It's always tricky to figure out which undead is truly undead. Corpses that lay spread out on benches can very well jump up and attack you as you pass by, while most stay dead and quiet. It's a good thing you can carry around a lot of weapons of various kinds, and it's quick and easy to switch between them.
Techland has managed to surprisingly well to convey the sense of a tropical paradise. When you don't see any rotting bodies or pools of blood Banoi comes across as a truly beautiful place. I find myself admiring the views, checking out the flowers as I stroll along the beach, pining for a Piña Colada at one of the abandoned seaside bars.
You're quickly pulled back into your actual situation as zombies frantically try and make their way into beach huts, cars and houses. This signals that there is someone with a brain still left inside. Humans who most likely have a mission for you or something to sell. But there aren't too many of these survivors for it not to feel like a believable vision of a zombie infested tourist resort. And the fact that Techland manages to scare us in this kind of location is an accomplishment.
What doesn't come across as believable, however, is the classic system of level scaling, where enemies grow stronger as you level up. Sure, you're a lot stronger at level 5 than when you start the game, but you never really feel it as Techland throws bigger and stronger zombies your way. It's a difficult problem to find a solution to, but the point of levelling loses its meaning somewhat even if it's nice to gain access to better equipment.
The game also starts to feel repetitive after a while. The missions mostly consist of fetch quests, killing zombies or escorting someone. Later missions are especially troublesome as the folks you escort seem completely brainless (which should actually protect them in this case). It feels as though Techland have equipped the NPCs with the same artificial intelligence as the zombies by mistake. There are also the occasional mission that involves driving. The car physics aren't very impressive and driving is mainly a means to get to far-off locations and not something that's enjoyable in itself. An accomplishment if anything, as it's hard to imagine driving into crowds of zombies not being enjoyable.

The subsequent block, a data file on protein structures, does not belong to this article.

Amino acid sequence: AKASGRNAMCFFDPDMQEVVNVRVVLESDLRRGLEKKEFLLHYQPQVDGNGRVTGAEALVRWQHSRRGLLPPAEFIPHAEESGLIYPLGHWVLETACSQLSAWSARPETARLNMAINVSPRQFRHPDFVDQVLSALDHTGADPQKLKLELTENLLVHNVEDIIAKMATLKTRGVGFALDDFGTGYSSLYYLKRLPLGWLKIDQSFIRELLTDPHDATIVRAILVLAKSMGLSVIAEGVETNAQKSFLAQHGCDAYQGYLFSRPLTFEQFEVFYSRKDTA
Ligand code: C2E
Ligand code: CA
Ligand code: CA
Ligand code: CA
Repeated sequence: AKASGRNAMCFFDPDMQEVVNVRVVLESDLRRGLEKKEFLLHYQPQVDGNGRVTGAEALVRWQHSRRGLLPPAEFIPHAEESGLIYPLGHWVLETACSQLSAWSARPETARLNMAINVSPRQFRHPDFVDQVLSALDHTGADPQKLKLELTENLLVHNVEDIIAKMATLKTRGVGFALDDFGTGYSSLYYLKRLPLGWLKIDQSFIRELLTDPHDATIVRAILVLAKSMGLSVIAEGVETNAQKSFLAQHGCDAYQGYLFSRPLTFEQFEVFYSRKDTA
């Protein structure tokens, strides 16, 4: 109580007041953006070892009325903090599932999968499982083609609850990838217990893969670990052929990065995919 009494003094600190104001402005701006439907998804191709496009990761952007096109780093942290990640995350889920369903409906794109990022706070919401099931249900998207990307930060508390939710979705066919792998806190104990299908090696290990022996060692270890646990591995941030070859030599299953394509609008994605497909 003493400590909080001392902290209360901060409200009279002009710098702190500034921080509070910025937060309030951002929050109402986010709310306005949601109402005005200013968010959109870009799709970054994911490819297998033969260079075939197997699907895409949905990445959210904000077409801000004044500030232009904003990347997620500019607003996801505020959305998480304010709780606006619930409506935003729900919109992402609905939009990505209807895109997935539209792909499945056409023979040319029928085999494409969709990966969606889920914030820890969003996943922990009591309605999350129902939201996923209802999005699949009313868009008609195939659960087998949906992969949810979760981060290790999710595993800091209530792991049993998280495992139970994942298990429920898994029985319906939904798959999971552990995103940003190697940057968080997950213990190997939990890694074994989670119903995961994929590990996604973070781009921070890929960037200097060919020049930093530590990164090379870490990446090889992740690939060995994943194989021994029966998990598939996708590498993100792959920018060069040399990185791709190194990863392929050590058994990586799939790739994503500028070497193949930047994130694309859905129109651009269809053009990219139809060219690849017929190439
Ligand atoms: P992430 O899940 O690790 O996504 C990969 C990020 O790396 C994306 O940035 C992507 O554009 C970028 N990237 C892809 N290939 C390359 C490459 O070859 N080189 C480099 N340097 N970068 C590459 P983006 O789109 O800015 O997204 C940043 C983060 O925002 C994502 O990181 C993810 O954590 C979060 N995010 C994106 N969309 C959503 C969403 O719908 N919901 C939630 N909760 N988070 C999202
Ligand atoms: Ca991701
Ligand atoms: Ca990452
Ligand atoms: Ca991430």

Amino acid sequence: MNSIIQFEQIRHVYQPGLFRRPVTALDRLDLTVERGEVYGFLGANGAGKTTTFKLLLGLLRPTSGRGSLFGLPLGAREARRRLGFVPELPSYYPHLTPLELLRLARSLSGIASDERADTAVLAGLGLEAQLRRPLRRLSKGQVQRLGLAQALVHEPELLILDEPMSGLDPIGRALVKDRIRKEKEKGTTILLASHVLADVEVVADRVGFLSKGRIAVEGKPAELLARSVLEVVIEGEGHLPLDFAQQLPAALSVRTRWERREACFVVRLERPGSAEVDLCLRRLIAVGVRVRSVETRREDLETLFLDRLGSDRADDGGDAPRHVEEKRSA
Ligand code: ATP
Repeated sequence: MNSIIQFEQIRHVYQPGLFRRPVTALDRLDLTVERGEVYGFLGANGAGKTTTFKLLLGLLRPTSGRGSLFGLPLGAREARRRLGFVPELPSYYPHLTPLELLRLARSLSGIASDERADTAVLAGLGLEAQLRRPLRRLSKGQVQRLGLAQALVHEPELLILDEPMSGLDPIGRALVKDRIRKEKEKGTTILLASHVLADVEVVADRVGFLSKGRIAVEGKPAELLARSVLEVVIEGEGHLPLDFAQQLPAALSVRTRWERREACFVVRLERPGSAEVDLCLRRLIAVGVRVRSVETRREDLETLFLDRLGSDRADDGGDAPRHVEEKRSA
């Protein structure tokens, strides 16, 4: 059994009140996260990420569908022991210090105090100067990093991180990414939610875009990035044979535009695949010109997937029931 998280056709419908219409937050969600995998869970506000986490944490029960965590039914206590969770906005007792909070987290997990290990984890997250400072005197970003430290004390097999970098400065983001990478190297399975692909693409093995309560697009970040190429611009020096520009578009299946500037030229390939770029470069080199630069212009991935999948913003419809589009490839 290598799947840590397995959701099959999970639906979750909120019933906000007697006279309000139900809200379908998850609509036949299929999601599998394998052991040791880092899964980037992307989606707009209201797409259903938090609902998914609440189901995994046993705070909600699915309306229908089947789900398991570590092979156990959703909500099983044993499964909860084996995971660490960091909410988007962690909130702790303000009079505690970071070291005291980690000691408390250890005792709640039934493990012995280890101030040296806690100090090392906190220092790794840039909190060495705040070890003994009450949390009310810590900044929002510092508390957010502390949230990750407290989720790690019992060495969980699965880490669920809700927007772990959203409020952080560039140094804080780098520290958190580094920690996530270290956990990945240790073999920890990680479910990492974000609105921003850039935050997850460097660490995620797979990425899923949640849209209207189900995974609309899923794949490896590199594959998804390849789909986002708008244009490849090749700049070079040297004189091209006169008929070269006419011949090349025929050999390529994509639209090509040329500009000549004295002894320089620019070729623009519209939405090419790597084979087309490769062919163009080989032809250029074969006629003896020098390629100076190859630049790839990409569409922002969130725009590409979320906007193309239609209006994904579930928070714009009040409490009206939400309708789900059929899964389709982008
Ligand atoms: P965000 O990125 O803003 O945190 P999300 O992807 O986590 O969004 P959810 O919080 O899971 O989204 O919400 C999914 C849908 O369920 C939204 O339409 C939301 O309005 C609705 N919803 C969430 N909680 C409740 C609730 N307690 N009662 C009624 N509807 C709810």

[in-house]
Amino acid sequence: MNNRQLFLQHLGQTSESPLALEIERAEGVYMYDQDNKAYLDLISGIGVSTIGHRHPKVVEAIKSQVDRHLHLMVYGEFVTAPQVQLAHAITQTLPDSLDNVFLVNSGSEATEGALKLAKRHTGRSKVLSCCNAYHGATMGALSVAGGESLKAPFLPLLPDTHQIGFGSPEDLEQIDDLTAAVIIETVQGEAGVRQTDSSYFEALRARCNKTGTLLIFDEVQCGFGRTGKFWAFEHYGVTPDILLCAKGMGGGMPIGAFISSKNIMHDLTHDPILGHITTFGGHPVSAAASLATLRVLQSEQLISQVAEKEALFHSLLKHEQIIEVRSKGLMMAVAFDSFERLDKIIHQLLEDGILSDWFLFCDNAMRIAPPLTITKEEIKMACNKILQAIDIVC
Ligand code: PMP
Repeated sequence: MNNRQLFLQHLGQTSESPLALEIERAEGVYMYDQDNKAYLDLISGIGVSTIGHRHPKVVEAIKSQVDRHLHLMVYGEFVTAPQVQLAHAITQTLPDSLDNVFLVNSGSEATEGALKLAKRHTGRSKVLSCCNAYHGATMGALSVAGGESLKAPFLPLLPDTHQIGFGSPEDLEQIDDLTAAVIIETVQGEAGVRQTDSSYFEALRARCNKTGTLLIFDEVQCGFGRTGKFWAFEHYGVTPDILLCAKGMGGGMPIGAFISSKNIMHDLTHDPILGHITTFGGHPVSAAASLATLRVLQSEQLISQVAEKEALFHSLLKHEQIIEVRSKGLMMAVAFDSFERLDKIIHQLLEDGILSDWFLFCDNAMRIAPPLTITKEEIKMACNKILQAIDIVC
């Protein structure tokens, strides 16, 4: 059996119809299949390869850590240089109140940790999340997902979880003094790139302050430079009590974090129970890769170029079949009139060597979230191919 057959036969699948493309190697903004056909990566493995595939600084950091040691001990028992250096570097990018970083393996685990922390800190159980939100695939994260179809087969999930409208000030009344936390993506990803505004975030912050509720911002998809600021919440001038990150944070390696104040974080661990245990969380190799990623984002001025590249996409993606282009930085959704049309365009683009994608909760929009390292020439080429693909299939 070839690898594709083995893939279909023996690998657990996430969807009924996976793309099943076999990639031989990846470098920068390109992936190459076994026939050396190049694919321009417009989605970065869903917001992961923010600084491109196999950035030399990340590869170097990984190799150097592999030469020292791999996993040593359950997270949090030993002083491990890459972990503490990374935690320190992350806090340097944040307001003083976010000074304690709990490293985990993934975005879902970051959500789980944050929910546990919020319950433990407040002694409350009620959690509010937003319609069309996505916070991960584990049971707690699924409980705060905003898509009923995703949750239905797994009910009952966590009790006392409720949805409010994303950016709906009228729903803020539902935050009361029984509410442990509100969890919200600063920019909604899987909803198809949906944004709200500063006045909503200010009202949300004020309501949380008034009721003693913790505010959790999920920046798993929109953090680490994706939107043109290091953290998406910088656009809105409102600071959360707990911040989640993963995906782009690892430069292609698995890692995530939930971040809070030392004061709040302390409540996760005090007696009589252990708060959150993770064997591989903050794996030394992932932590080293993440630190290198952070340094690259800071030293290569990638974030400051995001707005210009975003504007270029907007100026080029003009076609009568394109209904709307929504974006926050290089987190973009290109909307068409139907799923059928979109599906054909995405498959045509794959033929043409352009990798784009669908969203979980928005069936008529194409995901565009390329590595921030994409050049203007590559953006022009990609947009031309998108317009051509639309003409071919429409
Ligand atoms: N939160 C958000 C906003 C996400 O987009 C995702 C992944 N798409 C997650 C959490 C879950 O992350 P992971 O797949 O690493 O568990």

It's not just on the design front where Dead Island impresses, the technical side of things is also well crafted. At least for the most part. Every now and then it strikes us just how beautiful Dead Island is, with incredibly detailed environments, vast draw distance and great effects. The PC version is especially pretty, and the Chrome Engine 5 offers up a lot of jaw-dropping moments. Other areas, such as the undead themselves, are less impressive. Thankfully, you only see how ugly they are when they're really close and start biting into your shoulders.
At the end of the day I enjoyed my time on Banoi, despite the imperfections. To walk into a dark and blood-stained beach hut, lit only by a shimmering TV screen, hearing the waves coming in outside the hut and the hissing breaths of someone who is not quite alive nearby is a great feeling.
Techland has done a good job on the graphical side, and the concept is just brilliant to start with. Some good jump-out moments and the massive amount of content to explore are also strong . And we never mind hanging out with a bunch of dead people: it's what gamers do best.